10 Reasons Your Cat May Be Avoiding the Litterbox

Please enjoy this article from the latest issue of our magazine, PETA Global, and adapted from PETA President Ingrid Newkirk’s book 250 Vital Things Your Cat Wants You to Know. To begin your PETA Global subscription, become a member today!

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“I’m stressed.”

Changes like moving, travel, illness, or even a new perfume on their human can cause sensitive animals like cats profound anxiety. Take the time to understand what’s upsetting Kitty, and change it if you can. Products like Bach’s Rescue Remedy (a calming mixture of flower essences) and Feliway (a natural calming pheromone) may also help soothe your stressed friend.

“I miss you.”

Cats are emotional beings. They feel jealous, sad, and lonely if you’ve been ignoring them because of a new romance, a baby, or another animal – or because your job keeps you away all day and activities keep you out late. Never punish your hurting friend. Instead, get the message, and spend time with your cat every single day – playing, grooming, cuddling, and telling them how perfect they are.

“I’m in the mood for love.”

If Tom or Tabby hasn’t been “fixed,” hormones may be the reason for spraying and other unwelcome litterbox behavior. Spare your cat the frustration of wanting to mate but not being able to – and prevent more kittens from being born into a world that is already short on good homes – by making an appointment to have your friend spayed or neutered ASAP.

“I’m in pain.”

Cats suffering from cystitis or a urinary tract infection – both of which can be very painful and even life-threatening – may urinate in odd places, such as on ceramic or tile surfaces like a tub or sink. Has your cat found a way to show you what you can’t see in the box: a drop of blood in the urine? With any litterbox problem, the first thing to do is consult your vet to rule out a serious health issue.

“I need my space.”

Multi-cat households require at least one pan per cat, plus one, to prevent inter-cat squabbles and long lines at the bathroom.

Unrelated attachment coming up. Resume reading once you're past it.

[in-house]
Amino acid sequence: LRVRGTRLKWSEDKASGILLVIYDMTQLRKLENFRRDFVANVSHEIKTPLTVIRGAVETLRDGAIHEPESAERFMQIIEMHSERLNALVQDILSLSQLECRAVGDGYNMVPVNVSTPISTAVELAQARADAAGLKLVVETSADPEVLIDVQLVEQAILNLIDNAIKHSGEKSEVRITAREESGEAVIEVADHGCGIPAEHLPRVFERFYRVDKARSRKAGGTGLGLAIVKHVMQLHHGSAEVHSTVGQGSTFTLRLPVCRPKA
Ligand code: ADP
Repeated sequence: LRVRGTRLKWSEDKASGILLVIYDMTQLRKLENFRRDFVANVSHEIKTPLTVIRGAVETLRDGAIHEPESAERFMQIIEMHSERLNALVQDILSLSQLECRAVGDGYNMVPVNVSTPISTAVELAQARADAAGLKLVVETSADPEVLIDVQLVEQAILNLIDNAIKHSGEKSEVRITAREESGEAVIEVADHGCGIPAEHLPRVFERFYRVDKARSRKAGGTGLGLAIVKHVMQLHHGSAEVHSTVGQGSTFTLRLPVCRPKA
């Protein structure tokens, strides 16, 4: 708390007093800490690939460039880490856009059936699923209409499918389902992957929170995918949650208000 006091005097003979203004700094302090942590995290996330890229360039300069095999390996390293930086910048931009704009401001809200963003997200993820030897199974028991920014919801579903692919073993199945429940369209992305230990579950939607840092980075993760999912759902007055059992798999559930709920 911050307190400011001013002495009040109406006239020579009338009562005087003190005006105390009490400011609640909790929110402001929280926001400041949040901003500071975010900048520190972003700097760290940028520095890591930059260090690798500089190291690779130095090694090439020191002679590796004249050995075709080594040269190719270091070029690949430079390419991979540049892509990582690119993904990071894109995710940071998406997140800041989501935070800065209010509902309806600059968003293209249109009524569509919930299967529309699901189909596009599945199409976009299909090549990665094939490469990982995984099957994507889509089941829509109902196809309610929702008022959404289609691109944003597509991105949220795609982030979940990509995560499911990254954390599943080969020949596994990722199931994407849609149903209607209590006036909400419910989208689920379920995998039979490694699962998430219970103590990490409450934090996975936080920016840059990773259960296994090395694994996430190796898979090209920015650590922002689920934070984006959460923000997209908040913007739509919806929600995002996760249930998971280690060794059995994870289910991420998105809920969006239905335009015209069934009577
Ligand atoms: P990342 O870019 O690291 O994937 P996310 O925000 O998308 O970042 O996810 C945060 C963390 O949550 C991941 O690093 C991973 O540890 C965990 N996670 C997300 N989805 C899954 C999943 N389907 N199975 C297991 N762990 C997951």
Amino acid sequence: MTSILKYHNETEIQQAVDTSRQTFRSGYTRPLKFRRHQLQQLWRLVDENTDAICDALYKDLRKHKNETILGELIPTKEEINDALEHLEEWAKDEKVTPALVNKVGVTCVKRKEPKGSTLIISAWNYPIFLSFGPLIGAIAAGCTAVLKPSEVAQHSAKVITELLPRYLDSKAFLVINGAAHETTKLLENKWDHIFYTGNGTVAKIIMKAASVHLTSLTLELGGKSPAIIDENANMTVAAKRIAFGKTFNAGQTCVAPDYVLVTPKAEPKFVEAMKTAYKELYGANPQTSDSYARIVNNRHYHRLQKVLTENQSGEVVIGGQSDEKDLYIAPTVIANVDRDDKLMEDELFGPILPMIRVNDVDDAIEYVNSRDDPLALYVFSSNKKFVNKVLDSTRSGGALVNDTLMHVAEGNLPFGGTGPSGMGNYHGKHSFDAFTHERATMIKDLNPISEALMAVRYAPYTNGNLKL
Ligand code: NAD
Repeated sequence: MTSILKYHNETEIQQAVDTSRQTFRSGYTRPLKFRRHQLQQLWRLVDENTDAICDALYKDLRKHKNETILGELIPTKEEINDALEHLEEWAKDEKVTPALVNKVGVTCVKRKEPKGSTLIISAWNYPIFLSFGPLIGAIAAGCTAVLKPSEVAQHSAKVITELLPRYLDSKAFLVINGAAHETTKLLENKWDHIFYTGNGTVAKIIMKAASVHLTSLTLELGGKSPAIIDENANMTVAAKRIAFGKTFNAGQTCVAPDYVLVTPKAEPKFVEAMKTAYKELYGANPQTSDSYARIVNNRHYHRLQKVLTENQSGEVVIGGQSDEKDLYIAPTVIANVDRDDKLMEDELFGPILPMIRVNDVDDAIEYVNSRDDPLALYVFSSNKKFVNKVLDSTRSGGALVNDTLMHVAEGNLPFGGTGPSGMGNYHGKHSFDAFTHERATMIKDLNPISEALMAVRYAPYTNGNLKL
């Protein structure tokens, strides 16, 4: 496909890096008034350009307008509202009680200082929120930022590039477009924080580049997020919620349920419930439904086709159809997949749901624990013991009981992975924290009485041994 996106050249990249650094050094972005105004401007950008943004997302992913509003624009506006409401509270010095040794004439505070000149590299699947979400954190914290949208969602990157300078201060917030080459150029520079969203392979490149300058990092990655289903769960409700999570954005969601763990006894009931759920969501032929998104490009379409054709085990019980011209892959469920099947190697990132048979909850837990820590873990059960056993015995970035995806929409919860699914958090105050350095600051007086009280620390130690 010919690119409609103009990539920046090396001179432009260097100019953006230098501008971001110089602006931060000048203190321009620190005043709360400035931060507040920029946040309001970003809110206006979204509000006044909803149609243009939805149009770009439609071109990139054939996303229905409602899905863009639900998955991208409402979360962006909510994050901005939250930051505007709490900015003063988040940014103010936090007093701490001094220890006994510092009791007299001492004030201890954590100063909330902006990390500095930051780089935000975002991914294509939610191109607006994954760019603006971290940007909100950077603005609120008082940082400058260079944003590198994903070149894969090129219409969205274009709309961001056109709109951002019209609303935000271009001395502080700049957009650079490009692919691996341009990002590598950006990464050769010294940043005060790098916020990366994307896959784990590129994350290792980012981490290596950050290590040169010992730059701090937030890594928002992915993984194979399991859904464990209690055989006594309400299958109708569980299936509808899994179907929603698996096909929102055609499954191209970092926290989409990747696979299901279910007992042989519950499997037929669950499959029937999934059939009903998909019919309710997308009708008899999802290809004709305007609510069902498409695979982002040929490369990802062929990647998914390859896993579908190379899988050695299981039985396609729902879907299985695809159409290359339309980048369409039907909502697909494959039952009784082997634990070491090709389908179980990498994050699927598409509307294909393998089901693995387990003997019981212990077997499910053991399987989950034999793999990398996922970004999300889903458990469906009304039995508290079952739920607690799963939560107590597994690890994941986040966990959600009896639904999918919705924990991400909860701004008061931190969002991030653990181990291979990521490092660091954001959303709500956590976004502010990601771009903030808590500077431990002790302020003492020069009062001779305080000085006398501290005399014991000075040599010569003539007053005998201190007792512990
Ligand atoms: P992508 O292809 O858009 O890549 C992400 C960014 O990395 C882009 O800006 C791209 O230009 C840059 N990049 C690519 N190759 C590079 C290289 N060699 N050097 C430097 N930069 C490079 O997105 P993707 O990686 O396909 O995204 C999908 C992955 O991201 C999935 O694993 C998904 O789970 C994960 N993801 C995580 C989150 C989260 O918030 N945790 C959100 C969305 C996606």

“I resent being banished.”

Never allow yourself or anyone else to push your cat off the couch or bed or to say the equivalent of “Go away,” even during intimate moments. Not only is it rude, it’s also sure to hurt your cat’s feelings. And cats who have been banished may resort to sending you a message that you can’t ignore – by eliminating in that very spot.

“I don’t like this set-up.”

Each cat has preferences. The PETA cats love corn cob–based litter, which is easy to clean. Other cats like alfalfa, grass, or coconut-hull litters. Some cats prefer covered litterboxes, while others like theirs open. Placement matters, too: Make sure the box has an escape route and is situated in a quiet area. Experiment to see what your cat prefers.

“My joints ache, and I can’t make it to the litterbox in time.”

You wouldn’t force your elderly grandparents to descend the basement stairs every time they needed to use the bathroom, would you? Don’t make your aging kitty do so, either. Keep litterboxes near high-traffic areas. And if your cat likes enclosed litterboxes, buy or make an attractive litterbox cabinet that can stay in your main living area. Cabinets can reduce litter tracking and also prevent dogs from “foraging” in the box.

“Are you sure this is safe?”

Clay litter is traditional, but some experts believe that it may clump and harden inside cats’ digestive tracts, causing painful and potentially fatal blockages. Never use it with kittens, especially, who are curious and like to explore their surroundings with their mouths. Also, avoid pine-based cleaners, which can be toxic to cats.

“This stinks.”

Cats’ noses are very sensitive, and their waste can be pungent. Would you want to step barefoot into Kitty’s litterbox? Scoop solid waste at least twice daily. At least once a week, dump out the box completely, scrub it with vinegar, wash it with soap, and thoroughly rinse and dry it. Avoid self-cleaning boxes: Some cats are frightened of them or can smell the waste stored underneath, and such boxes make it impossible to keep tabs on Kitty’s “output,” which can provide important health clues.

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Make all nine of your cat’s lives as happy and fulfilling as felinely possible: Click here to order 250 Vital Things Your Cat Wants You to Know. Better yet, get several copies to share with your feline-fancying friends!